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Genetics. May 1999; 152(1): 345–353.
PMCID: PMC1460612

The changes in genetic and environmental variance with inbreeding in Drosophila melanogaster.


We performed a large-scale experiment on the effects of inbreeding and population bottlenecks on the additive genetic and environmental variance for morphological traits in Drosophila melanogaster. Fifty-two inbred lines were created from the progeny of single pairs, and 90 parent-offspring families on average were measured in each of these lines for six wing size and shape traits, as well as 1945 families from the outbred population from which the lines were derived. The amount of additive genetic variance has been observed to increase after such population bottlenecks in other studies; in contrast here the mean change in additive genetic variance was in very good agreement with classical additive theory, decreasing proportionally to the inbreeding coefficient of the lines. The residual, probably environmental, variance increased on average after inbreeding. Both components of variance were highly variable among inbred lines, with increases and decreases recorded for both. The variance among lines in the residual variance provides some evidence for a genetic basis of developmental stability. Changes in the phenotypic variance of these traits are largely due to changes in the genetic variance.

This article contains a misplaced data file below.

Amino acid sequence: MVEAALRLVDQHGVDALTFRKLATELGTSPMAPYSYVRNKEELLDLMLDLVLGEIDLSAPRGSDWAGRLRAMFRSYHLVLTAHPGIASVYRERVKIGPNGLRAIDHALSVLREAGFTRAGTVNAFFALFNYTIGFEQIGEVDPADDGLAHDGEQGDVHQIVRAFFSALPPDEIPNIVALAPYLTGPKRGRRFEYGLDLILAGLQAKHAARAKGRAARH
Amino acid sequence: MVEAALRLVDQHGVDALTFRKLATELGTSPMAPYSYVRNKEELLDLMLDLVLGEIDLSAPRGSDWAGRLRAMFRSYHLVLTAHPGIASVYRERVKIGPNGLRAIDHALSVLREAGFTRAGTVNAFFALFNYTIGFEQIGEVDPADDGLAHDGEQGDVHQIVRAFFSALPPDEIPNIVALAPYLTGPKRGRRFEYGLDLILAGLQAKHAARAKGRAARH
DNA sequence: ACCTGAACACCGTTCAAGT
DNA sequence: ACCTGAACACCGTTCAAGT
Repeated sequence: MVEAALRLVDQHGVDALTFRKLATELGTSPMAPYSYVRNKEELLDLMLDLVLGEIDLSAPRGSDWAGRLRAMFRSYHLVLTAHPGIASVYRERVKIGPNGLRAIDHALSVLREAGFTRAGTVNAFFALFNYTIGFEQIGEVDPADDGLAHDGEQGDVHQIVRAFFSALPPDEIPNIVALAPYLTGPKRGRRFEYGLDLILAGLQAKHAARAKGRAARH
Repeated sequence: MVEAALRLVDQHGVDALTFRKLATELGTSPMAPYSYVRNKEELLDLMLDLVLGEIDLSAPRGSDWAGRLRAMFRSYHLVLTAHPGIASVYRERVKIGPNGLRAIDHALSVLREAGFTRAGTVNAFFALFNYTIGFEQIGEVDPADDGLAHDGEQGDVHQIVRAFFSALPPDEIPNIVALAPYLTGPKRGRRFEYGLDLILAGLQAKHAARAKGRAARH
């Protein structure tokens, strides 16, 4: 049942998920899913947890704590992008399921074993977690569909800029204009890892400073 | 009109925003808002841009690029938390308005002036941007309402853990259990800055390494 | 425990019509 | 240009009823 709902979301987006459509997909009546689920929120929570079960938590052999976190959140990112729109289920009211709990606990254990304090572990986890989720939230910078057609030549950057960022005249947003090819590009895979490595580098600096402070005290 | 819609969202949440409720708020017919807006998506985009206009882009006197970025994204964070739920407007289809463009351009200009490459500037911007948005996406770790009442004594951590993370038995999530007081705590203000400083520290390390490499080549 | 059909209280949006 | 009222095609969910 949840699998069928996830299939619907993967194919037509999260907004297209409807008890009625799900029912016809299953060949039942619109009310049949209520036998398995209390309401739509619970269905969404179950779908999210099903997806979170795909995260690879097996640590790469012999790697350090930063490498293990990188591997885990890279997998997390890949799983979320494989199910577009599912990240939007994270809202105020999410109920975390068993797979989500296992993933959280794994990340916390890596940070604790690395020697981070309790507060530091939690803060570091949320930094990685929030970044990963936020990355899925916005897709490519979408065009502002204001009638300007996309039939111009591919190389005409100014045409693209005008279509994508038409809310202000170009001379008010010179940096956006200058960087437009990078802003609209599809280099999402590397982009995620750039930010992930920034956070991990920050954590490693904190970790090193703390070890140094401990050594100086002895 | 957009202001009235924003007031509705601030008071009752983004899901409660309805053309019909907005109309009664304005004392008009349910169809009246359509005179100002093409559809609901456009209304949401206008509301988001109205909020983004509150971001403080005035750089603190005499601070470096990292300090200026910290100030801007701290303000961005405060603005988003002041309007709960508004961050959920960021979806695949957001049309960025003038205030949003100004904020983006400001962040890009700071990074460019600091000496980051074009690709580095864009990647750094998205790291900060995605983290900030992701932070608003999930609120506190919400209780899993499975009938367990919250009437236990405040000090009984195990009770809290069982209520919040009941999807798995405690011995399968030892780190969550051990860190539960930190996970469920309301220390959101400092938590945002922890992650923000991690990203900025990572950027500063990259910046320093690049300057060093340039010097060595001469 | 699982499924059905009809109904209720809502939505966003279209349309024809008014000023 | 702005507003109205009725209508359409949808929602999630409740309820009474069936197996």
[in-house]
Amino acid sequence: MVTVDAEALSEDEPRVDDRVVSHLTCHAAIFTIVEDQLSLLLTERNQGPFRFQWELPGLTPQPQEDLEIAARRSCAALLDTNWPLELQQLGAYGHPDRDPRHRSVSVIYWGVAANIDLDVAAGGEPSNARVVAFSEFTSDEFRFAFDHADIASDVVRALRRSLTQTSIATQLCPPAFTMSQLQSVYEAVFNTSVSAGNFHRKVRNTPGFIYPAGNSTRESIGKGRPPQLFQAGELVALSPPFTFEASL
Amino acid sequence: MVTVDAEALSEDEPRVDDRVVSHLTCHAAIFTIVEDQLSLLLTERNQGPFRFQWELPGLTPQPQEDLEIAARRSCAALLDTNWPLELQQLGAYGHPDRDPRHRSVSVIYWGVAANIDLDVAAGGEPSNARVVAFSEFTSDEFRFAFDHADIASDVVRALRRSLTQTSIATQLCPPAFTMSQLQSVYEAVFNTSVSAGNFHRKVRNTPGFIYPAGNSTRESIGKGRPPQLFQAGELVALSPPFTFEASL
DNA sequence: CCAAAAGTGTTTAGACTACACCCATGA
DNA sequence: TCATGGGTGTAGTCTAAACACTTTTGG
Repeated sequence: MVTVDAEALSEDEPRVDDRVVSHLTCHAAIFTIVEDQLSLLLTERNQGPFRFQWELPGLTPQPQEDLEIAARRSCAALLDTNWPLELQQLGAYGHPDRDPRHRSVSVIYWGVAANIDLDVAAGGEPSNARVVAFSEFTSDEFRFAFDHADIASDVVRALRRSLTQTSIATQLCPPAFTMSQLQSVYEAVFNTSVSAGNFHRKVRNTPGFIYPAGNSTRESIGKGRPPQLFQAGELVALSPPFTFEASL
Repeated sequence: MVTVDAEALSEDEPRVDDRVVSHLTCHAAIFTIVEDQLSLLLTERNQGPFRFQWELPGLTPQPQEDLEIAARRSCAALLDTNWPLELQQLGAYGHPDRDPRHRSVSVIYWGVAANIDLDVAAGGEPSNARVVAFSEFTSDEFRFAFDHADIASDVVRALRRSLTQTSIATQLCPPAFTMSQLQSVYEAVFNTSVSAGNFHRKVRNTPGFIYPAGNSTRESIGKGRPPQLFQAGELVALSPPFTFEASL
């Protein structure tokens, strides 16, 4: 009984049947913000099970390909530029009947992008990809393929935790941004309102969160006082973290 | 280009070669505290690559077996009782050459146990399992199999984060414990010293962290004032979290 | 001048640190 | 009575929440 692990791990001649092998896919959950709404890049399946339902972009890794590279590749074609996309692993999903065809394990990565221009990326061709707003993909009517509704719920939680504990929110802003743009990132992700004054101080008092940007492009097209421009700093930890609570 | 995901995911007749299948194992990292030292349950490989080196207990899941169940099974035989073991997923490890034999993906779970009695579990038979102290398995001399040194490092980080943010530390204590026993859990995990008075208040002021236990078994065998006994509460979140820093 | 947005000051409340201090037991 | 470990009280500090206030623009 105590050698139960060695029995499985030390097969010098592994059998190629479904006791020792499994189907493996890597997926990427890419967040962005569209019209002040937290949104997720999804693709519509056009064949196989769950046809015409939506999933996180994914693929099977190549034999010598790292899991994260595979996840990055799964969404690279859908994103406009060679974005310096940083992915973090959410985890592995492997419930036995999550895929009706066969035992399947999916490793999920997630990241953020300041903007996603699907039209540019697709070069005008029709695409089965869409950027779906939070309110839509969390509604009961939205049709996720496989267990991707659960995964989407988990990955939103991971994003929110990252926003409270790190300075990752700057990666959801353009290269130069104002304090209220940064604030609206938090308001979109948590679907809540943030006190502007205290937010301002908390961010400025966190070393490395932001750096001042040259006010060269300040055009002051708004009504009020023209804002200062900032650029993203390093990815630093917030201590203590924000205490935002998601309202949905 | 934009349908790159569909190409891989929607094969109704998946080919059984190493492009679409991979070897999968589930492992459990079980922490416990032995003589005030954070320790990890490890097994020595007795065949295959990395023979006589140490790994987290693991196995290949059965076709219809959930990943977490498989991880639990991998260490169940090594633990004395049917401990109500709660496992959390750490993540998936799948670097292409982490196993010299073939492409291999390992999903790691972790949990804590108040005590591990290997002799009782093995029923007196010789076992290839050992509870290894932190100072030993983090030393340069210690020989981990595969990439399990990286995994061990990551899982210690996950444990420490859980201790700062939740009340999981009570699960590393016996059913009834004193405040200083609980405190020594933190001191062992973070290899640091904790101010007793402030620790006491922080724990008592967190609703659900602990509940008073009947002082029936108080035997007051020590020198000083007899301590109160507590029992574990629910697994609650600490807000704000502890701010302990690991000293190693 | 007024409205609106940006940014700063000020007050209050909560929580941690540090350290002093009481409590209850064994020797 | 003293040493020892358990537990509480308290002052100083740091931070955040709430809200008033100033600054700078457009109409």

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Selected References

These references are in PubMed. This may not be the complete list of references from this article.
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